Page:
37th DPS Meeting, 4-9 September 2005
Session 58 Galilean Satellites
Poster, Thursday, September 8, 2005, 6:00-7:15pm, Music Recital Room

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[58.04] Does Grain Growth Stop Convection in the Icy Galilean Satellites?

A. C. Barr, W. B. McKinnon (Washington University in St. Louis)

The composite Newtonian/non-Newtonian rheology of ice I implies that the conditions required to trigger convection in an initially conductive ice I shell depend on the ice grain size (d) [Barr and Pappalardo, JGR in press, 2005]. For the icy Galilean satellites, volume diffusion accommodates initial plume growth if d<0.5 mm. Non-Newtonian GBS dominates for d>0.5 mm for sufficient thermal perturbations. The critical ice shell thickness for convection exceeds the depth to the ice I - III phase transition if d>2 cm. Vigorous convection can only occur if the grain size is small and deformation is accommodated by volume diffusion [McKinnon, Icarus in press, 2005]. If the ice grain size is sufficient for convection by GBS, convection is sluggish at best. If the grains in the shells grow to values greater than 2 cm, convection will cease.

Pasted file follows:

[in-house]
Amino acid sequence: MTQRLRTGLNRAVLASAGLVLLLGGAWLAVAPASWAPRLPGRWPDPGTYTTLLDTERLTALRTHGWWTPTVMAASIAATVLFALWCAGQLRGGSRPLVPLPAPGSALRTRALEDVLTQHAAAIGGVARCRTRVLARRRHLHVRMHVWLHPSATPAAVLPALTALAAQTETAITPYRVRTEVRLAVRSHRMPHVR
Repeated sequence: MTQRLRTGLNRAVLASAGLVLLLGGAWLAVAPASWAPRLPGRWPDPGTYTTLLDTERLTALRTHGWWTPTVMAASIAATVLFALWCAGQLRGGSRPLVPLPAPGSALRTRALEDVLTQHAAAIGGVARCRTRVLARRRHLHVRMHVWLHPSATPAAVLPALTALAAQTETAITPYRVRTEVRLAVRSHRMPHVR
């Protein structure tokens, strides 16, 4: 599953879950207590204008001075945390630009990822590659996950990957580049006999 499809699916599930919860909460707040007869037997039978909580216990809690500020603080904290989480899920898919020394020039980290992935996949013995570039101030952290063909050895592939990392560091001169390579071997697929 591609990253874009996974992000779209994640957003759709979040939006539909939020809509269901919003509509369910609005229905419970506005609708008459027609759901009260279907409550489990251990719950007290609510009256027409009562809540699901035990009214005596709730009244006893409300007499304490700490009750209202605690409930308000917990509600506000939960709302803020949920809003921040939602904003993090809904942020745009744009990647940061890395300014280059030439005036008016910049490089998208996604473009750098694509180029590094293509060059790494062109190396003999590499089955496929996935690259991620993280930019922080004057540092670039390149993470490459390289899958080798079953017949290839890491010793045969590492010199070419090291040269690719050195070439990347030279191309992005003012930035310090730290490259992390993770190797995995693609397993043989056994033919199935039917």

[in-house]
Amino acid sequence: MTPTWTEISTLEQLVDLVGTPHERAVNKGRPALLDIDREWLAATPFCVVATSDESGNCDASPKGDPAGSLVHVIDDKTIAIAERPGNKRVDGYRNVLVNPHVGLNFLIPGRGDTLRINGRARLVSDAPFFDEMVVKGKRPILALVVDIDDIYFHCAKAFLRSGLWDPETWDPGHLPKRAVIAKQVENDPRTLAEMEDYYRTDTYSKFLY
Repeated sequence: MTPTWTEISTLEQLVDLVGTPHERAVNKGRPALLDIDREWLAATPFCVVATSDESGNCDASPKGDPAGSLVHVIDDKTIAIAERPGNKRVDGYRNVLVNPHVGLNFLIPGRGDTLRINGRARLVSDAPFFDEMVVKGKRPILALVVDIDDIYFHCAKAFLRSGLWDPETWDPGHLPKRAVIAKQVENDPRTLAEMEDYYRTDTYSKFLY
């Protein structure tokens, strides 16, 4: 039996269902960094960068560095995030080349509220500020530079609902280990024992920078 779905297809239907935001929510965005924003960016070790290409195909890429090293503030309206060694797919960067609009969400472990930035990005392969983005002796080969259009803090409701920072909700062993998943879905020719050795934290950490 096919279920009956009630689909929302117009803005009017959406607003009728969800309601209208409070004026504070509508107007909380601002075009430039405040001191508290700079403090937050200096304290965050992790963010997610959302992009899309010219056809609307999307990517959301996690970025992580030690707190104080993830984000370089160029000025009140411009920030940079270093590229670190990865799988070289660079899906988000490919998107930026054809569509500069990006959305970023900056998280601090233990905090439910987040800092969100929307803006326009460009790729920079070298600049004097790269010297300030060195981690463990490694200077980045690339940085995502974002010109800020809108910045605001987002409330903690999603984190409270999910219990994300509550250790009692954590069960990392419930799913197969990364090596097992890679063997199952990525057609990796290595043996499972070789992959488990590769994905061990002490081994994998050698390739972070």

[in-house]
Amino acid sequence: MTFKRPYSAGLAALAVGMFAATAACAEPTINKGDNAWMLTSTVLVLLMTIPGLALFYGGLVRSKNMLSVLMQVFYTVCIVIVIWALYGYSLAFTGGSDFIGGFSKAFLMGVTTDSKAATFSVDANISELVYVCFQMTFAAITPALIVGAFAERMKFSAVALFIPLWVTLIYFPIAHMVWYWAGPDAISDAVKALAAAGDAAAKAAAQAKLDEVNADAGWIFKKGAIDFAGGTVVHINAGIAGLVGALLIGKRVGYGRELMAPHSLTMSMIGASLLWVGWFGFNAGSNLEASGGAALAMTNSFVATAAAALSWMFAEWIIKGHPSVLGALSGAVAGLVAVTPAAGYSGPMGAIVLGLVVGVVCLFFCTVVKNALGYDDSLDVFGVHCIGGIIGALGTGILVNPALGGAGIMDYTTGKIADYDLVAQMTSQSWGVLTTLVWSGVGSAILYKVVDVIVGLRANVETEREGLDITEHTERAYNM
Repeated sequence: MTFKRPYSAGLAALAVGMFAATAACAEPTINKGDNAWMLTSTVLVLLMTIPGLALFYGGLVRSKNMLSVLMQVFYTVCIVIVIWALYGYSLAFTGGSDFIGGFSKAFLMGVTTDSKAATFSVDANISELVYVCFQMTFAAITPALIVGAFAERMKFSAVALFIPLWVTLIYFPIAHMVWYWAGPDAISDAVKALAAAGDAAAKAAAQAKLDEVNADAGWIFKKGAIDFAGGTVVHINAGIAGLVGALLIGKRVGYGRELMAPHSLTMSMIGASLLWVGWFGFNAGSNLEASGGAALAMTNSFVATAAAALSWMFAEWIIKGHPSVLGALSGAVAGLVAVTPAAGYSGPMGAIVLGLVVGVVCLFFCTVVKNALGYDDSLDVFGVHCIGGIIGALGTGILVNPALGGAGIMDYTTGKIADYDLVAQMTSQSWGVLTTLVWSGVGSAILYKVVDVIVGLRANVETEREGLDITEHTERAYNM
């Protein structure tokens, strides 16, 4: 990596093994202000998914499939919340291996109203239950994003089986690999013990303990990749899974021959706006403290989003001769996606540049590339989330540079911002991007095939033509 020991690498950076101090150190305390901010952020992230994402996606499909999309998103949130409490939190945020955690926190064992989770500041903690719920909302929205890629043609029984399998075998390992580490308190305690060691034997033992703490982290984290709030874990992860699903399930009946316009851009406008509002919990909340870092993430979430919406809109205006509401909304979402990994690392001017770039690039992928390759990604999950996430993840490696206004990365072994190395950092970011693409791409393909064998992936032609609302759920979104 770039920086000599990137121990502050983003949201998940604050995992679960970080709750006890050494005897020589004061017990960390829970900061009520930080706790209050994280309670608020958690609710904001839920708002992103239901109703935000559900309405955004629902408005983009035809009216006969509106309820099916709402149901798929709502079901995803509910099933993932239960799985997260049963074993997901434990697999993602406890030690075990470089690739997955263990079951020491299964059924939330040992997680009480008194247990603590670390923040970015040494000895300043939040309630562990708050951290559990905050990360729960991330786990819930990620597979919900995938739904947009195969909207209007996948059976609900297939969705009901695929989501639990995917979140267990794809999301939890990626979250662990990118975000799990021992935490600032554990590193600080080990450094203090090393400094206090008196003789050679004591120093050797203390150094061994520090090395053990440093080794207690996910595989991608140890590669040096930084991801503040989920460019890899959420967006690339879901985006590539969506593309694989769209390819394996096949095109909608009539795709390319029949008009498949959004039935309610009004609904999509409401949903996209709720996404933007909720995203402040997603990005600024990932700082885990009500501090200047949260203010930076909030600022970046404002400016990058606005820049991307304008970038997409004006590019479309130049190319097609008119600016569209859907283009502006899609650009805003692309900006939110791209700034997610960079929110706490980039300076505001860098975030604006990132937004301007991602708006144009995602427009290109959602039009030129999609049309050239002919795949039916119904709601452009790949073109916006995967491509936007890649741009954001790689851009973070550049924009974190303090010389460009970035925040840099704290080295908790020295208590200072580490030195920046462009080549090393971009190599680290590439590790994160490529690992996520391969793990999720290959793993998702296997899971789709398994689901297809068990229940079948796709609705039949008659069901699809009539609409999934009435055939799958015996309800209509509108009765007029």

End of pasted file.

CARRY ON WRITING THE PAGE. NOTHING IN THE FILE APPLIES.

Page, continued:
What is the likelihood that the grain size in the ice shells remains small enough to permit convection over geological time scales? We estimate ice grain sizes in a convecting shell using the empirical observation from polar ice sheets that d ~A \sigma-1, where A is a thermal activation term, and \sigma is shear stress [De La Chappelle et al., JGR 103, 1998], due to a balance between dynamic recrystallization and dislocation generation during flow by GBS. We use a composite volume diffusion/GBS rheology for ice I in the convection model Citcom [Barr et al., JGR, 109, 2004] to determine convective strain rates and grain sizes expected in the shells. When GBS accommodates convective strain, we find good agreement between input and predicted steady state grain sizes. Therefore, a balance between grain growth and recrystallization during flow by GBS may allow sluggish convection to persist in ice I shells with a relatively large grain size.

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Bulletin of the American Astronomical Society, 37 #3
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